Why we didn't want a wedding.


A couple of weeks ago, I read this article on how we should modernise Indian wedding traditions to make them less sexist and cater them to 21st century couples.

I agreed with many of the points the writer made and although upholding tradition wasn't really a problem in my own wedding planning process, it did get me thinking about the implications it may have had on Ty and I choosing not to have a wedding at all. 

We always knew we'd get married before our 'actual' wedding with family and friends because we wanted to have our civil ceremony pretty soon after we got engaged, meaning we could get on with applying for my visa so we could finally be together. That didn't leave much time for planning a big event as we tied the knot just two months after he popped the question, saying our vows in Beverly Hills Courthouse with just my sister, Parker, as a witness. (FYI - the photos in this blog are all from that day. Shoutout to P for the photography!)

It was low key, because at the time we were planning to have a bigger celebration the following year but we loved that our day was just about us two and that we got to spend it exactly how we wanted (going to get tattoos after the ceremony, stuffing our faces with seafood and posing for photos on the beach). Looking back now, I wouldn't change a thing. I'm just so glad we decided to have our photoshoot with the amazing Taylor Kinzie as we now have those beautiful photos as a reminder of our day.

After the 'getting married' trip to Cali, I had gotten into full swing with wedding planning and my mum and I went out to LA a few months later to look at wedding venues. It was on this trip that I started to realise how much fun I WASN'T having with the process and although it was nice going to see pretty venues and exciting imagining up different things we could do for the day, I wasn't getting the kind of pleasure out of it that I'd hoped I would.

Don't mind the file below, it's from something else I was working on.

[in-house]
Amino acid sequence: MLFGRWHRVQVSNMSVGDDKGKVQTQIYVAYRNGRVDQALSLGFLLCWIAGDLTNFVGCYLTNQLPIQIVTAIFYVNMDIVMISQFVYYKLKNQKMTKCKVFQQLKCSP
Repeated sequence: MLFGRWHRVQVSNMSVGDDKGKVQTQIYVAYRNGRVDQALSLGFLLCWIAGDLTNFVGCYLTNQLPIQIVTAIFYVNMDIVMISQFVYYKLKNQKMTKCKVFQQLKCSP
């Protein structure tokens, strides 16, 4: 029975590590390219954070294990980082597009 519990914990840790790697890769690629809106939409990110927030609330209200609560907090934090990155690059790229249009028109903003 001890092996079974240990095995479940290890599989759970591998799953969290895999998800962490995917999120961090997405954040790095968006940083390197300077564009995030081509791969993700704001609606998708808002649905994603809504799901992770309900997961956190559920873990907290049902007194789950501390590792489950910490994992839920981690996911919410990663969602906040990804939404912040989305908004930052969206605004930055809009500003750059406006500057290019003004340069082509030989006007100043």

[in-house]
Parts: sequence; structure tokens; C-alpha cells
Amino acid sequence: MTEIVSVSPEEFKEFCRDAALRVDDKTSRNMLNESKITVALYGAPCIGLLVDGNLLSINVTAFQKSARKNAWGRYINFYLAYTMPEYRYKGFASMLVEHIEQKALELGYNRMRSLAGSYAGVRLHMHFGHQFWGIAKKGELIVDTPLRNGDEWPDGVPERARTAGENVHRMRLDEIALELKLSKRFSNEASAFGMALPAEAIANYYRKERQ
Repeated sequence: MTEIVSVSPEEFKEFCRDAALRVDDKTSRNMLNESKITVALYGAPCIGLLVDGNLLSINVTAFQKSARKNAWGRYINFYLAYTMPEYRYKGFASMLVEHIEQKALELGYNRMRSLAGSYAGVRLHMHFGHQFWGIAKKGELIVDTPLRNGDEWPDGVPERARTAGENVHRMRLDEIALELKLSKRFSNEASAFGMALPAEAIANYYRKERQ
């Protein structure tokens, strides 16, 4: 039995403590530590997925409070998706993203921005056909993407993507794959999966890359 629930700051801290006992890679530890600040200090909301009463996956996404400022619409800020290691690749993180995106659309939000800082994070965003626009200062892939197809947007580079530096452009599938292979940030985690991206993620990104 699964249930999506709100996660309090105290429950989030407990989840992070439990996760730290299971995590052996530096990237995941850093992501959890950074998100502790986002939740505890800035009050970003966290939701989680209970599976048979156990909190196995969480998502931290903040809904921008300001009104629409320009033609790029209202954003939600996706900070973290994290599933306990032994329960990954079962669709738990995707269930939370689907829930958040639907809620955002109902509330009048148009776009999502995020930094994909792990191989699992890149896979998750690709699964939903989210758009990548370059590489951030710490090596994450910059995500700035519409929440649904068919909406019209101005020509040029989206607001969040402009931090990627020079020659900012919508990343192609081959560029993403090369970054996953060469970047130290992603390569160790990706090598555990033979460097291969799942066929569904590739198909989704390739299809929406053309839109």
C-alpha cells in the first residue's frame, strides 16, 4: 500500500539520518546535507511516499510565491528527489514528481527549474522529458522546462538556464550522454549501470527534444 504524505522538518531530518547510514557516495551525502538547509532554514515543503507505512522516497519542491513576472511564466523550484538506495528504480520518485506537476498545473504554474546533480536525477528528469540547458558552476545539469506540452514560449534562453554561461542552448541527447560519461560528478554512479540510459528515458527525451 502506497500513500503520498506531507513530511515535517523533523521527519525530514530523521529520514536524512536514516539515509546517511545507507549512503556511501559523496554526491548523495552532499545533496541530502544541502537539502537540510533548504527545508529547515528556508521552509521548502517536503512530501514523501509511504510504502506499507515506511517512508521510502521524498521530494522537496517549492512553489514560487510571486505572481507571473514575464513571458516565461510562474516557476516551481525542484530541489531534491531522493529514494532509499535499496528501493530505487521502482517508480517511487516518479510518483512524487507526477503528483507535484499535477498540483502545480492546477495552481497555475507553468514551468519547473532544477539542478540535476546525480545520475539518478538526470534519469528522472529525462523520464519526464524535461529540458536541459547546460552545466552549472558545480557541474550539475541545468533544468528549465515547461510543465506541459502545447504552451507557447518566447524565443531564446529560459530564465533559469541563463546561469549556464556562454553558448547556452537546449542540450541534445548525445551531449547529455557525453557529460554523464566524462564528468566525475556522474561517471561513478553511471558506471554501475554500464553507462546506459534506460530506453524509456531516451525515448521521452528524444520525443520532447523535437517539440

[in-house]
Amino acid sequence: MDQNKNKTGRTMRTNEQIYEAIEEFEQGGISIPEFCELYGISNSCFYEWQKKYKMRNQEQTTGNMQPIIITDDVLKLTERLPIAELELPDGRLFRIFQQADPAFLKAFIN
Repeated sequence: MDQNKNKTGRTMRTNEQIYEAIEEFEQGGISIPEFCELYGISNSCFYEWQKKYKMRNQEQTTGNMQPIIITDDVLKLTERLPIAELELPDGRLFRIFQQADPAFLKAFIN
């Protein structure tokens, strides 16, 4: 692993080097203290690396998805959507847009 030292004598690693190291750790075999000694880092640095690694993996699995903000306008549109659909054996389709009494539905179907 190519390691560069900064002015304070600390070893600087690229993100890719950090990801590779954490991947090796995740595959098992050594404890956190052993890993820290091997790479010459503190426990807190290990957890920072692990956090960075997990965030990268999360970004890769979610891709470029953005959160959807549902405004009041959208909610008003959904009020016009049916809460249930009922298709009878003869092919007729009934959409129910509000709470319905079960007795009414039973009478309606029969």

It turns out that my feelings about planning and participating in my own wedding weren't completely unexpected. They actually stem back to my childhood and relate to the subject of Indian weddings and traditions. Being Indian and all, I've obviously been to a ton of week long Indian wedding events, from the Mendhi (where all the girls get their hands adorned with henna) to the Ladies Sangeet (where the women from the bridal party get together to party and sing songs) and of course the wedding days themselves (where you dress up in the most bejewelled outfit from your 'Indian wardrobe' and eat, dance and drink the night away).  As a kid I loved these festivities and it was only when I got to an age where I realised that an event like this could very well be in my own future, that the sheer magnitude of an Indian wedding started to terrify me.